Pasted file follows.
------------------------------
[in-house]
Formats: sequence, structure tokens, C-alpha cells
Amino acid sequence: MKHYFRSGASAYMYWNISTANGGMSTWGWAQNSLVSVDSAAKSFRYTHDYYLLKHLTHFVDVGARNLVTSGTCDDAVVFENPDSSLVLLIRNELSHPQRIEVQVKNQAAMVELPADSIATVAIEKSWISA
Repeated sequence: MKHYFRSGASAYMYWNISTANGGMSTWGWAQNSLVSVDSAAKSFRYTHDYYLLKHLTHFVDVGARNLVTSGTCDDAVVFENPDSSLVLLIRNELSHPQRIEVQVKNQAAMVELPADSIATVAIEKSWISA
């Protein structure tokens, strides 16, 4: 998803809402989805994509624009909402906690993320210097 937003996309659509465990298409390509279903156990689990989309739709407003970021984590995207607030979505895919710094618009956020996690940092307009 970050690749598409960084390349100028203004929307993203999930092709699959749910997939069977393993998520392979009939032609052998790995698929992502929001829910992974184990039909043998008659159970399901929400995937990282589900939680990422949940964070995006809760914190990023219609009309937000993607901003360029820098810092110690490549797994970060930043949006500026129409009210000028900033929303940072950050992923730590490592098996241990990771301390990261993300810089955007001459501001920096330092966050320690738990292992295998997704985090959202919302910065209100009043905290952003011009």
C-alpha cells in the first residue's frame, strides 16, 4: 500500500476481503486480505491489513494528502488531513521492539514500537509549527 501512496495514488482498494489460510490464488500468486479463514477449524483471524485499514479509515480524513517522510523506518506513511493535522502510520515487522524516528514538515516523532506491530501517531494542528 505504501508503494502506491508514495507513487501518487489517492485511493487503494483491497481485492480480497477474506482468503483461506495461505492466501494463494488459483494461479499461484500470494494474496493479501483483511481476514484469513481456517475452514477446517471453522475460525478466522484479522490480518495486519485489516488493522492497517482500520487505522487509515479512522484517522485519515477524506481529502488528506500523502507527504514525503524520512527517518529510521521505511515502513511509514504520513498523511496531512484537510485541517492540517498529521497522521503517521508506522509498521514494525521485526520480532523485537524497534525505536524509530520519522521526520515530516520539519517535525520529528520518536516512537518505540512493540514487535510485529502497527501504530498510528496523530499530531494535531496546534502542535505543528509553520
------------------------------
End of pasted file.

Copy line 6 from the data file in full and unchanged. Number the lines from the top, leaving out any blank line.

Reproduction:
C-alpha cells in the first residue's frame, strides 16, 4: 500500500476481503486480505491489513494528502488531513521492539514500537509549527 501512496495514488482498494489460510490464488500468486479463514477449524483471524485499514479509515480524513517522510523506518506513511493535522502510520515487522524516528514538515516523532506491530501517531494542528 505504501508503494502506491508514495507513487501518487489517492485511493487503494483491497481485492480480497477474506482468503483461506495461505492466501494463494488459483494461479499461484500470494494474496493479501483483511481476514484469513481456517475452514477446517471453522475460525478466522484479522490480518495486519485489516488493522492497517482500520487505522487509515479512522484517522485519515477524506481529502488528506500523502507527504514525503524520512527517518529510521521505511515502513511509514504520513498523511496531512484537510485541517492540517498529521497522521503517521508506522509498521514494525521485526520480532523485537524497534525505536524509530520519522521526520515530516520539519517535525520529528520518536516512537518505540512493540514487535510485529502497527501504530498510528496523530499530531494535531496546534502542535505543528509553520